Reporting from Bet Chat HQ, north London…
It’s an age-old retort from disgruntled/mischievous tipster service members…
“These results have been so bad, why don’t we just lay them to make money?”
…but could this actually be a valid and potentially lucrative way to profit from sports betting?
After all, there are lots of potential benefits, including these two big ones…
Benefit number 1: Lay betting is only available via betting exchanges, therefore there is no chance of getting banned or restricted for making too much money. As with traditional back betting, the winnings are also tax free.
Benefit number 2: There are undoubtedly more bad tipster services out there (especially the free ones) than good so, in theory, finding the right services to follow should be relatively easy.
I must admit, it’s something that I’ve not put a huge amount of thought into before as here at the Bet Chat we obviously deal solely in services with profitable long-term track records, but the idea was brought to the front of my mind again by friend of Bet Chat Steve Wallis recently and I think it could have legs.
Here’s what I’m proposing…
Now, obviously we need some parameters here, so I’m proposing two key qualifying points for selections:
- I’m not interested in laying at big odds. This requires a large starting bank and is a recipe for trouble at the best of times. A big odds service can also have long losing runs and still be profitable overall, so it’s a tricky one to judge. Therefore, I want to focus on tipster services that tip short prices with average odds of around 3/1 or lower.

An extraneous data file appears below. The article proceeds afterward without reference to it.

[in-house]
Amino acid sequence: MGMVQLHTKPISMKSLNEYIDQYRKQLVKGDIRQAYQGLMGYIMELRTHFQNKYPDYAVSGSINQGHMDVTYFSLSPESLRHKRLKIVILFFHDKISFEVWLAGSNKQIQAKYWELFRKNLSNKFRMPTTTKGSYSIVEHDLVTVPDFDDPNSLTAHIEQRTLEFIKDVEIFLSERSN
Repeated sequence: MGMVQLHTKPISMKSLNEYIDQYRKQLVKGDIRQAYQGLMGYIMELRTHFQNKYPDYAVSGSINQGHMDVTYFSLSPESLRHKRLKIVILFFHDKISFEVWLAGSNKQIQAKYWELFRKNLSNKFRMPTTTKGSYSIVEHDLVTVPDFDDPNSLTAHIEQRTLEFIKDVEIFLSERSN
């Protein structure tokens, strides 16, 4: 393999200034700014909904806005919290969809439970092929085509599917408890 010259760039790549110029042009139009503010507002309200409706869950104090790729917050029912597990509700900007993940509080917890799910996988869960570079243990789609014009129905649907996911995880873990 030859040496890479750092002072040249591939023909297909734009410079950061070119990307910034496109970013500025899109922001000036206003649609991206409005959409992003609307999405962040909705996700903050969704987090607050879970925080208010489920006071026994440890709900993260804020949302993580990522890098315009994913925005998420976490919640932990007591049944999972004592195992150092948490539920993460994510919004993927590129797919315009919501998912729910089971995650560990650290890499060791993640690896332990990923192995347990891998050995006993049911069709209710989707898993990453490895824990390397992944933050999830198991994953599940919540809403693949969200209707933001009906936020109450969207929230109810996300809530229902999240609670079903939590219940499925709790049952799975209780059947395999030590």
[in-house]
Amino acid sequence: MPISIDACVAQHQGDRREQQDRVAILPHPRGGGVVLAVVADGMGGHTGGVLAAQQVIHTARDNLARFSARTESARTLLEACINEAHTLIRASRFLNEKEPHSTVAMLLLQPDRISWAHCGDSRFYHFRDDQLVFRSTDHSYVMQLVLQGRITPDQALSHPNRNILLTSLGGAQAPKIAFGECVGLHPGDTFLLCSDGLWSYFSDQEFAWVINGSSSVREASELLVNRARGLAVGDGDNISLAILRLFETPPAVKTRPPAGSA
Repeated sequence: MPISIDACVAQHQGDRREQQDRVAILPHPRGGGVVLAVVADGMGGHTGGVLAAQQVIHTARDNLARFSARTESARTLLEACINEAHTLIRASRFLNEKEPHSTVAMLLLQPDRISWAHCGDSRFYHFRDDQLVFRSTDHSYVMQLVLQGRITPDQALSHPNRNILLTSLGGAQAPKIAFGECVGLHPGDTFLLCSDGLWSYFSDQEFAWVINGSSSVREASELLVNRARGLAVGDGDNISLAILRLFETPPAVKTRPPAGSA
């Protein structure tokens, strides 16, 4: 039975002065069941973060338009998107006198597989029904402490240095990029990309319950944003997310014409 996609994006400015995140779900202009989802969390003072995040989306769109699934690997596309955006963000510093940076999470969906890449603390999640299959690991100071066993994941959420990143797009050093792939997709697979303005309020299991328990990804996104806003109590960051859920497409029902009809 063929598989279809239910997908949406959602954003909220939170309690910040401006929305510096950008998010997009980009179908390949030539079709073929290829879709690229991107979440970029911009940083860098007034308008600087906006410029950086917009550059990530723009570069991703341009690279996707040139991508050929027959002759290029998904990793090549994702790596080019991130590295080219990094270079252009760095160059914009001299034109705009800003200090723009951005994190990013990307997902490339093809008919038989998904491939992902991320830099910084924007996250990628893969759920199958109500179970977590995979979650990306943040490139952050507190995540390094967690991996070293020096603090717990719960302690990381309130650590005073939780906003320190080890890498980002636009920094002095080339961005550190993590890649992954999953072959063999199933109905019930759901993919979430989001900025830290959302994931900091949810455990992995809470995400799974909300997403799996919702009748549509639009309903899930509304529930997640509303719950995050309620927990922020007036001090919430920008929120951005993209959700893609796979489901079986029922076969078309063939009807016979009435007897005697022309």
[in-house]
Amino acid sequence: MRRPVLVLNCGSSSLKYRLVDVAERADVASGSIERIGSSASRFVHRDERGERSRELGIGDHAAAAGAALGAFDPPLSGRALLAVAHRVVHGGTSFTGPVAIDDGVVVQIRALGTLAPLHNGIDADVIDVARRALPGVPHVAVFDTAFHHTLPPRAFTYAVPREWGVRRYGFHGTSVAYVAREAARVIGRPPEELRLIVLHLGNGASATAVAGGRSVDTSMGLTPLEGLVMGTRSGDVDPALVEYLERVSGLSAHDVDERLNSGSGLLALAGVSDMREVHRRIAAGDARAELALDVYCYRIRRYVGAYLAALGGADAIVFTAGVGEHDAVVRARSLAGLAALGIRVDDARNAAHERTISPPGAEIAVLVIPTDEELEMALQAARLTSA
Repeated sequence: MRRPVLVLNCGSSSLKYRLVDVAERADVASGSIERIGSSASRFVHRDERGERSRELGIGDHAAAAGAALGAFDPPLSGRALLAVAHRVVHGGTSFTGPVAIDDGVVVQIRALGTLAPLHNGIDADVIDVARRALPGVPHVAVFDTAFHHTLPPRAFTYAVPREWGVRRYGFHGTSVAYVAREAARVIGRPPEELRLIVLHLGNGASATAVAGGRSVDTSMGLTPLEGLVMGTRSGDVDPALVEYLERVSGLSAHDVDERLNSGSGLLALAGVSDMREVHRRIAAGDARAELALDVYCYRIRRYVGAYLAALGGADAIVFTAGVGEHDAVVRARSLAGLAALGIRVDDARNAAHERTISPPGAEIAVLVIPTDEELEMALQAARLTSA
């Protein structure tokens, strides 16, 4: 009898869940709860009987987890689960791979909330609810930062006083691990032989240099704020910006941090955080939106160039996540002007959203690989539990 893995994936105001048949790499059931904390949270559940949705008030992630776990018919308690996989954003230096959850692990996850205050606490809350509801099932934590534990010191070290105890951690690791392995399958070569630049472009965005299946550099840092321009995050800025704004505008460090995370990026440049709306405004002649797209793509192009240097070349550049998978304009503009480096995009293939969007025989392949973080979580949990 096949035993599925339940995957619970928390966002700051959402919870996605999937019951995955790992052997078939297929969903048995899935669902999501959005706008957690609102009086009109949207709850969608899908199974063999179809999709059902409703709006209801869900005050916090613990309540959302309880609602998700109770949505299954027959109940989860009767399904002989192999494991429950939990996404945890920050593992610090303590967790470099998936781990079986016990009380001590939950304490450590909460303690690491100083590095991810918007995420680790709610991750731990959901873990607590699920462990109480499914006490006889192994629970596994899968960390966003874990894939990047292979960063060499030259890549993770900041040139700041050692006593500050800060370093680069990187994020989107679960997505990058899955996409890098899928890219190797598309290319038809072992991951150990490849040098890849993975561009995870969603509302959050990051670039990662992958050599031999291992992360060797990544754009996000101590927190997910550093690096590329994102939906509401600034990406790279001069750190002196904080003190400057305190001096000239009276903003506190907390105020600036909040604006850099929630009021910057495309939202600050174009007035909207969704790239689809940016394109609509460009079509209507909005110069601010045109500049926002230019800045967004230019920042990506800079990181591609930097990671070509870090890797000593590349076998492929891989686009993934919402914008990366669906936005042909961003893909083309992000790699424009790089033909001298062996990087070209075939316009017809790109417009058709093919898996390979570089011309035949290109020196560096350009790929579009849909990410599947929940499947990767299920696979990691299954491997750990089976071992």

- It needs to be a service that has been running for a decent amount of time (a newbie getting off to a losing start is neither here nor there).
In my mind, the ideal candidate would be as follows:
- A free social media tipster with tens of thousands of followers. Loads of followers isn’t necessarily a sign of quality, especially with a free service (why are they not charging if it’s that good?). What it likely means is that the tipster makes a lot of noise when they do get a winner and dissenters after losing bets are drowned out.
- A tipster that excessively celebrates winners, especially short priced ones. You know who I mean… the BOOM types!
- A tipster that spends just as much time advertising links to bookie sign up offers as they do sending out tips. Most (but not all) bookie affiliate deals involve the referrer receiving a cut of the referee’s losses. This means that, whether they consciously or subconsciously act on it or not, these tipsters are incentivised to have a losing track record.
This is where you come in
The question now is: where do we go from here?
Well, what I’d like to do is create a free community group to run this experiment and see how we get on but, before jumping into that, I need suggestions for which services to follow and that’s where you come in. The question to you, therefore, is a simple one…
What are the worst (ideally free) short odds services you’ve ever followed, and why were they so bad?
Please send your responses to firstname.lastname@example.org and, with a bit of luck, we can start performing the modern day equivalent of turning water into wine!